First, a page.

5. The server must support a set of required SOAP bindings (migrate to XML Protocol when that becomes available).
    6. URL is to be used to define trust service and distinguish underlying technologies (e.g. PGP, X509 etc.). In other words a given trust service may only support one technology per URL interface.
    7. Server may support pending responses, where the response must be retrieved later by the client, optionally after a server notification.

    2. Web Service Definition

    1. Define payload and header XML formats, providing SOAP bindings. SOAP not the only binding, but must be defined (XML Protocol)
    2. Define means to convey application context in requests/responses, e.g. transaction amount, arbitrary XML {Microsoft, Sun}
    3. All formats should permit application/trust server extension through the use of additional elements in another namespace.
    4. Provide unified request/response mechanism across services (Locate, Validate etc.), including uniform error responses, query and response formats.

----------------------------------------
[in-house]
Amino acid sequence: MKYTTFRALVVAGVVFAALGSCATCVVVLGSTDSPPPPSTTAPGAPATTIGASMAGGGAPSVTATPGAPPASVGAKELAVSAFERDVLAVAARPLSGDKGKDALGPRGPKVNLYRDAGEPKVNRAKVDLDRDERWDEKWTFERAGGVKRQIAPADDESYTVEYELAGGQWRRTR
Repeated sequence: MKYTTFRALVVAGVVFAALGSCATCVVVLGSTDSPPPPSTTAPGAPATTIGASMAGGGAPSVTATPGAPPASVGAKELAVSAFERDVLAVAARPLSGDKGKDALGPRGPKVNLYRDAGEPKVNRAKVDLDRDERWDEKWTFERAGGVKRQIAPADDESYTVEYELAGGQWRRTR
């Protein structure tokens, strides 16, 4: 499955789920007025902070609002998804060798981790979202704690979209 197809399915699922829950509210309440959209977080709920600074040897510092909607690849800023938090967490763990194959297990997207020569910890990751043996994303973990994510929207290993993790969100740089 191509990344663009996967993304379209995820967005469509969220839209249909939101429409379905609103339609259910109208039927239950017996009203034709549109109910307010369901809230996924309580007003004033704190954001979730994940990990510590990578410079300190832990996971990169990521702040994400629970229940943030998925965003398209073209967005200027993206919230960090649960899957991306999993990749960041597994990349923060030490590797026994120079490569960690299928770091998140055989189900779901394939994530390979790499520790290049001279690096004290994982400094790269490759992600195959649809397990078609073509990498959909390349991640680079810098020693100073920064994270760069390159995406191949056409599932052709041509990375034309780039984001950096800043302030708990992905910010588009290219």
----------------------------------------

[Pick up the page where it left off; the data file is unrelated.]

5. Prevent replay attacks using either nonce, origination time, serial number in request. This should be recommended in security section. The specification should not preclude these techniques, and should define optional mechanisms.
    6. Permit opaque data to be associated with request and returned with response.
    7. a. Requests

      1. Clarify which requests can be idempotent (can repeat without ill effect), and which cannot.
      2. Provide means to match requests and responses with server for transaction histories.
      3. Require <ds:RetrievalMethod> functionality, ability to return <ds:KeyInfo> in response to request.
      4. Use schema typing and namespace support for response values (rather than strings). {Reagle}, [WorkshopMeeting]
      5. Validate request may also include values to be Located and returned in response. These MAY/MUST be included in validation portion of request

      b. Responses

      1. The specification must allow the server to return a subset or superset of the elements requested by the clients. {Reagle} [WorkshopMeeting]
      2. The specification should define a mechanism so that responses include both a list of valid assertions, and a list of invalid assertions, removing the ambiguity possible with valid, invalid and indeterminate assertion status possibilities combined with a single type of response. {Salz} [XKMS developers list]